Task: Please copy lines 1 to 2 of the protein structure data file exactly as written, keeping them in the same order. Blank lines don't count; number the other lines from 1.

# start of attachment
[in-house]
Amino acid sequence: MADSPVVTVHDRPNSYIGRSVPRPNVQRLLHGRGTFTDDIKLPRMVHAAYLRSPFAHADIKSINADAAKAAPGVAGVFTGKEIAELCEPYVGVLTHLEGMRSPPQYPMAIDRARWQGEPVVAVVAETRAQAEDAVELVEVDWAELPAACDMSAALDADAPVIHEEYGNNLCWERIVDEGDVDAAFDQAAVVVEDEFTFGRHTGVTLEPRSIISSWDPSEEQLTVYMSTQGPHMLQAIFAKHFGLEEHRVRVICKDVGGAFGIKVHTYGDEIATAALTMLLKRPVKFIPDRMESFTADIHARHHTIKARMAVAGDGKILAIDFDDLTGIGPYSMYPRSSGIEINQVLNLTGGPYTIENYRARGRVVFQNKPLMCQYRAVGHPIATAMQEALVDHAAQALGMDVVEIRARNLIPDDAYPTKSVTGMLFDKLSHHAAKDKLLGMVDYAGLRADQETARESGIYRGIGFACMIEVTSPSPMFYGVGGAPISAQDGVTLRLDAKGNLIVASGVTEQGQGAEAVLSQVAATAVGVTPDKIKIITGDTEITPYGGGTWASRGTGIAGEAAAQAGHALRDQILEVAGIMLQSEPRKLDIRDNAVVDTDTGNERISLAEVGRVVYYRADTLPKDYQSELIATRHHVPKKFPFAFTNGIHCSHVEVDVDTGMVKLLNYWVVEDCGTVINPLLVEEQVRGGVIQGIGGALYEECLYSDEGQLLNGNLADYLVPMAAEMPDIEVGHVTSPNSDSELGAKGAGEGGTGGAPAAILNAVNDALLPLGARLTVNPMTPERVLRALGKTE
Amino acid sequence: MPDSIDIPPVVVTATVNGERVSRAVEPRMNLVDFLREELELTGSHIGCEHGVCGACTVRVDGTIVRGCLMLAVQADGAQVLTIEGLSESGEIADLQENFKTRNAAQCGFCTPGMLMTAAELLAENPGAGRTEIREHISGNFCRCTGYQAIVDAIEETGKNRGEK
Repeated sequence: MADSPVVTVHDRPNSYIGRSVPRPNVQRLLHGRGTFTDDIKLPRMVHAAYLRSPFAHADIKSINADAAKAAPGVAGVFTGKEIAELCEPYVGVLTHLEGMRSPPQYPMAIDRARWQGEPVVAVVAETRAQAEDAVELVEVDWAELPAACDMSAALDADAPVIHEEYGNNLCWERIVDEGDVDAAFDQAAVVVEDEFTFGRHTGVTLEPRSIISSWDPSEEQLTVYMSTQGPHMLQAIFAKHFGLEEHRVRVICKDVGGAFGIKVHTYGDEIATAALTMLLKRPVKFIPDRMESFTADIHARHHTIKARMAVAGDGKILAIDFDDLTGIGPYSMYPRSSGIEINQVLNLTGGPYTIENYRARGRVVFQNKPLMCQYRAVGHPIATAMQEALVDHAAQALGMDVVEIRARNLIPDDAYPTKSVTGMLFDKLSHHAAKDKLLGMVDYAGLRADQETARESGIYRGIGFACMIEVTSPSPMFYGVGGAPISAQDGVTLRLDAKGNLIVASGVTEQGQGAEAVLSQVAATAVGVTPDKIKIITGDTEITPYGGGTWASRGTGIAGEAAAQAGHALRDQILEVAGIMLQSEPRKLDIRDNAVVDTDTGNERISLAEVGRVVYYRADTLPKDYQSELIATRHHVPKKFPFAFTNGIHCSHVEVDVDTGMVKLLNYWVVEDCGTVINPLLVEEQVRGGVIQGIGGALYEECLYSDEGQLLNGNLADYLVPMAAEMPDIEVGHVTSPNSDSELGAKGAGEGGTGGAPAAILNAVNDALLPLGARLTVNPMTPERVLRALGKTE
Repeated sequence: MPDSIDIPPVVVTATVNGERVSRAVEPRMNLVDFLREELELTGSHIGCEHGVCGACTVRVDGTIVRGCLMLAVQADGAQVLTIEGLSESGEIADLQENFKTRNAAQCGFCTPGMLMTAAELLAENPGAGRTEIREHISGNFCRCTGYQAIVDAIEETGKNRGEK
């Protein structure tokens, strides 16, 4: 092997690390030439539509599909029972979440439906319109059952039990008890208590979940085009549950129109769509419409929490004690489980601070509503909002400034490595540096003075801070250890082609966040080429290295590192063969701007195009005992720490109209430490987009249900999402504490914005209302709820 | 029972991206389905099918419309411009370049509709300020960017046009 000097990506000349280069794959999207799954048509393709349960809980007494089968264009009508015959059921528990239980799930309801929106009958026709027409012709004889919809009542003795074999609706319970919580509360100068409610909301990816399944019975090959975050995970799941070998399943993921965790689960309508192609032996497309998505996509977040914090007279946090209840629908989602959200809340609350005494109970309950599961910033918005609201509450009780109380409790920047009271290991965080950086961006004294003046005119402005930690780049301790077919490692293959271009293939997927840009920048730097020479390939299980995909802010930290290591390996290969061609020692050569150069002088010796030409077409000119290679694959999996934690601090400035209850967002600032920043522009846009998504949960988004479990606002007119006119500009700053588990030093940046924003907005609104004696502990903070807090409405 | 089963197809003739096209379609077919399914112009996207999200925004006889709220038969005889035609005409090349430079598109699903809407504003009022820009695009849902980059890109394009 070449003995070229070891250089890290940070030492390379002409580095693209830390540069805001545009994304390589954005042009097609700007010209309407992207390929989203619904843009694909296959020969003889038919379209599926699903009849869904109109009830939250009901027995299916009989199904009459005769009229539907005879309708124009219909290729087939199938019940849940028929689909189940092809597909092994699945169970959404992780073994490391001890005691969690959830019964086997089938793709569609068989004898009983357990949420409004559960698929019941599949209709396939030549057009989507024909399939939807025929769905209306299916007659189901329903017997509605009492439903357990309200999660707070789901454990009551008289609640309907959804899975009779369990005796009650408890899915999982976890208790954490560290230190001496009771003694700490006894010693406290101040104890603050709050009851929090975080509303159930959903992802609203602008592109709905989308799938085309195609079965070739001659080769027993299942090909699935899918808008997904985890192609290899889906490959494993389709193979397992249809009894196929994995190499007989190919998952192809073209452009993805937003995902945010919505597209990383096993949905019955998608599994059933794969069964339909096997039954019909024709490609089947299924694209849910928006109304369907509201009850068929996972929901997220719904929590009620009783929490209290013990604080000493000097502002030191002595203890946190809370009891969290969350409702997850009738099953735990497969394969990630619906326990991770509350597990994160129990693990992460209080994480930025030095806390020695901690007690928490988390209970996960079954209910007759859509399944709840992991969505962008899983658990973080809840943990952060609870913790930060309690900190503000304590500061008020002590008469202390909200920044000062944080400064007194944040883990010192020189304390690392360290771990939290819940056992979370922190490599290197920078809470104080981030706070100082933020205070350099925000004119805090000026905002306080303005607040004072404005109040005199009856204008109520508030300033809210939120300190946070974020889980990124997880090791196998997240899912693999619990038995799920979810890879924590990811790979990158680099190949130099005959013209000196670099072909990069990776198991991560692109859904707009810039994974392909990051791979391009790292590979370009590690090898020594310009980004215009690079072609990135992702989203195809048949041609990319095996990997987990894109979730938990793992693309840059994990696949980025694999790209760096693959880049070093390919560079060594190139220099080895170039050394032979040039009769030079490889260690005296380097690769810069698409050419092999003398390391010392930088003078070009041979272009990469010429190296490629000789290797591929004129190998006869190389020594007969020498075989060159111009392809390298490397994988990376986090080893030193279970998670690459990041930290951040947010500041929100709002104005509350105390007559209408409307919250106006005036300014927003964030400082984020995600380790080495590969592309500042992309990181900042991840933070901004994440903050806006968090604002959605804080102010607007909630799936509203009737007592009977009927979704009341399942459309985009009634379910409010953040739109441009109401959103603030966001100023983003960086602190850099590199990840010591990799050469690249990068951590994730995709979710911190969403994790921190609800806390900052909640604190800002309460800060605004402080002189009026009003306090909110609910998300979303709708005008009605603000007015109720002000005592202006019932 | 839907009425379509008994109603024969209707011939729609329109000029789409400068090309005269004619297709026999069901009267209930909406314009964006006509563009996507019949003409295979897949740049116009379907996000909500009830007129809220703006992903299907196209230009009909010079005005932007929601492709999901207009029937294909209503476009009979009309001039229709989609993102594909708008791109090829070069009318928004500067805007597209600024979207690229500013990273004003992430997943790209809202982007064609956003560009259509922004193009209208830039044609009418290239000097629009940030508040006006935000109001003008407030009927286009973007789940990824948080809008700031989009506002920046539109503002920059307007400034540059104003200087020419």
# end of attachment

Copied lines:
[in-house]
Amino acid sequence: MADSPVVTVHDRPNSYIGRSVPRPNVQRLLHGRGTFTDDIKLPRMVHAAYLRSPFAHADIKSINADAAKAAPGVAGVFTGKEIAELCEPYVGVLTHLEGMRSPPQYPMAIDRARWQGEPVVAVVAETRAQAEDAVELVEVDWAELPAACDMSAALDADAPVIHEEYGNNLCWERIVDEGDVDAAFDQAAVVVEDEFTFGRHTGVTLEPRSIISSWDPSEEQLTVYMSTQGPHMLQAIFAKHFGLEEHRVRVICKDVGGAFGIKVHTYGDEIATAALTMLLKRPVKFIPDRMESFTADIHARHHTIKARMAVAGDGKILAIDFDDLTGIGPYSMYPRSSGIEINQVLNLTGGPYTIENYRARGRVVFQNKPLMCQYRAVGHPIATAMQEALVDHAAQALGMDVVEIRARNLIPDDAYPTKSVTGMLFDKLSHHAAKDKLLGMVDYAGLRADQETARESGIYRGIGFACMIEVTSPSPMFYGVGGAPISAQDGVTLRLDAKGNLIVASGVTEQGQGAEAVLSQVAATAVGVTPDKIKIITGDTEITPYGGGTWASRGTGIAGEAAAQAGHALRDQILEVAGIMLQSEPRKLDIRDNAVVDTDTGNERISLAEVGRVVYYRADTLPKDYQSELIATRHHVPKKFPFAFTNGIHCSHVEVDVDTGMVKLLNYWVVEDCGTVINPLLVEEQVRGGVIQGIGGALYEECLYSDEGQLLNGNLADYLVPMAAEMPDIEVGHVTSPNSDSELGAKGAGEGGTGGAPAAILNAVNDALLPLGARLTVNPMTPERVLRALGKTE